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BMC Public Health

, 5:108

First Online: 11 October 2005Received: 03 May 2005Accepted: 11 October 2005DOI: 10.1186-1471-2458-5-108

Cite this article as: Mavimbe, J.C., Braa, J. & Bjune, G. BMC Public Health 2005 5: 108. doi:10.1186-1471-2458-5-108

Abstract

BackgroundWorldwide immunization coverage shows an increase in the past years but the validity of the official reports for measuring change over time has been questioned. Facing this problem, donor supported initiatives like the Global Alliance for Vaccine and Immunizations, have been putting a lot of effort into assessing the quality of data used, since accurate immunization information is essential for the Expanded Program on Immunization managers to track and improve program performance. The present article, discusses the practices on record keeping, reporting and the support mechanism to ensure data quality in Mozambique.

MethodsA process evaluation study was carried out in Mozambique in one district Cuamba in Niassa Province, between January and March 2003. The study was based on semi-structured interviews, participant observation and review of the data collection materials.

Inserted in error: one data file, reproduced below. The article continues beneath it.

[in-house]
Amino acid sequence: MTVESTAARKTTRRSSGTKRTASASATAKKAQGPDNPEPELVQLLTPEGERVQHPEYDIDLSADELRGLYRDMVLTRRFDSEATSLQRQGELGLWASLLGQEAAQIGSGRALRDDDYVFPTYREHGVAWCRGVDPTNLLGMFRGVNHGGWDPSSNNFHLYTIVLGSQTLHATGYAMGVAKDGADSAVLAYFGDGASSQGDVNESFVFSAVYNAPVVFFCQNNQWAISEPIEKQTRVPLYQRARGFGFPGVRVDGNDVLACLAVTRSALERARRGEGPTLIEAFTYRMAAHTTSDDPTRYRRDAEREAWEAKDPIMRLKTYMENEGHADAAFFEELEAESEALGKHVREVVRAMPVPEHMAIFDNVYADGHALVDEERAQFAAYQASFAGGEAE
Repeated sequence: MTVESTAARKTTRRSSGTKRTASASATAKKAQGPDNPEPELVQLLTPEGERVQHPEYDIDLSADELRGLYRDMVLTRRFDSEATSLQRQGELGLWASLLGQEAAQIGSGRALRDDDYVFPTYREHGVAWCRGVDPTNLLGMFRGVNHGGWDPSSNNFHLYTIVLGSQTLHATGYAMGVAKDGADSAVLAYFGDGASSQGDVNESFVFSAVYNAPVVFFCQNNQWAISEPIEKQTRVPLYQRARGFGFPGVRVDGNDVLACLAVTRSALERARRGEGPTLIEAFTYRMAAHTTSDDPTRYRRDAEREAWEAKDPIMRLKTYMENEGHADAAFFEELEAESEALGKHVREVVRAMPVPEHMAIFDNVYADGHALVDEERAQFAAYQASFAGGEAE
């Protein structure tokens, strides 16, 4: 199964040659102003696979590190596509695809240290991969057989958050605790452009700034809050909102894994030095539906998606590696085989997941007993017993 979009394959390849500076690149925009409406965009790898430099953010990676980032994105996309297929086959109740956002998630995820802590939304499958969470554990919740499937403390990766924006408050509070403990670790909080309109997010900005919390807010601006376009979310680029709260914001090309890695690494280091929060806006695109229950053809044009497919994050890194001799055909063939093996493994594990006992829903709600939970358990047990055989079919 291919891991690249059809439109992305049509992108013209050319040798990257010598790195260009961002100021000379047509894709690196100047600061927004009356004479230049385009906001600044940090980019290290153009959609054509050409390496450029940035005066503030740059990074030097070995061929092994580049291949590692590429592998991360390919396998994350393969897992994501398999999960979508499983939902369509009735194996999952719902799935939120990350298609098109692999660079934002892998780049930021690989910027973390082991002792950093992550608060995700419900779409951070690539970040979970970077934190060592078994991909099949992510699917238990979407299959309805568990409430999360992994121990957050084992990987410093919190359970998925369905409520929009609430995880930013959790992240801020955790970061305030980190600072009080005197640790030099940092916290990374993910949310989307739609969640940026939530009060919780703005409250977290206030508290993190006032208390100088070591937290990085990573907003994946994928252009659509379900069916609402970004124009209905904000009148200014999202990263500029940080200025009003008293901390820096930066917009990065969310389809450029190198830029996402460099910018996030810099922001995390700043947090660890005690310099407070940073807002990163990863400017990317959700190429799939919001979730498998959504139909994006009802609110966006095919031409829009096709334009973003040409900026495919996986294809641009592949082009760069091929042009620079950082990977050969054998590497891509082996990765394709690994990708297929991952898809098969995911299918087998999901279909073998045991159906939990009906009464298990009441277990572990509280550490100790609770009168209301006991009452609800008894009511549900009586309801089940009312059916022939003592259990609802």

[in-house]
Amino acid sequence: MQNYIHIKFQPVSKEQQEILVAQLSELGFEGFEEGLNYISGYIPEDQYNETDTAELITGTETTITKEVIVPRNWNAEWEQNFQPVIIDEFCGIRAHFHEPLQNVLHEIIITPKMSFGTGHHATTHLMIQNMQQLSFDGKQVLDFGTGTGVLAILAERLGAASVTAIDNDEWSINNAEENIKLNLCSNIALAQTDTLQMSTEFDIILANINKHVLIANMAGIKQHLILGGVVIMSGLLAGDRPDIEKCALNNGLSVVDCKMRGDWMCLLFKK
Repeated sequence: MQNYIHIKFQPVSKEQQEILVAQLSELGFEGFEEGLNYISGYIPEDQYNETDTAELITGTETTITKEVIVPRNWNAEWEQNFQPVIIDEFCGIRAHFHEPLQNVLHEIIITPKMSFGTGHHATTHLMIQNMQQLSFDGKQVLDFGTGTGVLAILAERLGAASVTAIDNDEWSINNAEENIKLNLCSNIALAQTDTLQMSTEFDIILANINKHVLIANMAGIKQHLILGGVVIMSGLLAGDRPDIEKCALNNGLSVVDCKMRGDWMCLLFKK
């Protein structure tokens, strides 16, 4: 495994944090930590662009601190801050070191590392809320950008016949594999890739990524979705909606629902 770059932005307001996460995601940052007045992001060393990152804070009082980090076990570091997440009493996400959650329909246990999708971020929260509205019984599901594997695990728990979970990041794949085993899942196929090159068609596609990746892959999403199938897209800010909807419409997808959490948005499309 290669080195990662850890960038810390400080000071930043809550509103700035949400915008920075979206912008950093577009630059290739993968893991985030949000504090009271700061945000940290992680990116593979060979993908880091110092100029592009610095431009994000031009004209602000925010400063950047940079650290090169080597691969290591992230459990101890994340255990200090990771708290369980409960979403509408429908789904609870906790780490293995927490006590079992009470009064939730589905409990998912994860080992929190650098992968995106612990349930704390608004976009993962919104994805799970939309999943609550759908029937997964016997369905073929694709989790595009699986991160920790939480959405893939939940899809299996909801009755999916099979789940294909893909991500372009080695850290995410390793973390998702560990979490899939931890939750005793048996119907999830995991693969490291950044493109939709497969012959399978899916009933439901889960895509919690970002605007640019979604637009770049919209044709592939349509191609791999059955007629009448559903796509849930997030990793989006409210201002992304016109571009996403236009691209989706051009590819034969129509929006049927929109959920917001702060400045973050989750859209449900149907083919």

ResultsDifferences were found for all vaccine types when comparing facility reports with the tally sheets. The same applies when comparing facility reports with district reports. The study also showed that a routine practice during supervision visits was data quality assessment for the outpatient services but none related to data consistency between the tally sheets and the facility report. For the Expanded Program on Immunization, supervisors concentrated more on the consistency checks between data in the facility reports and the number of vaccines received during the same period. Meetings were based on criticism, for example, why health workers did not reach the target. Nothing in terms of data quality was addressed nor validation rules.

ConclusionIn this paper we have argued that the quality of data, and consequently of the information system, must be seen in a broader perspective not focusing only on technicalities data collection tools and the reporting system but also on support mechanisms. Implications of a poor data quality system will be reflected in the efficiency of health services facing increased demands, with stagnant or decreasing resources.

Electronic supplementary materialThe online version of this article doi:10.1186-1471-2458-5-108 contains supplementary material, which is available to authorized users.

Jørn Braa and Gunnar Bjune contributed equally to this work.

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Autor: João C Mavimbe - Jørn Braa - Gunnar Bjune

Fuente: https://link.springer.com/







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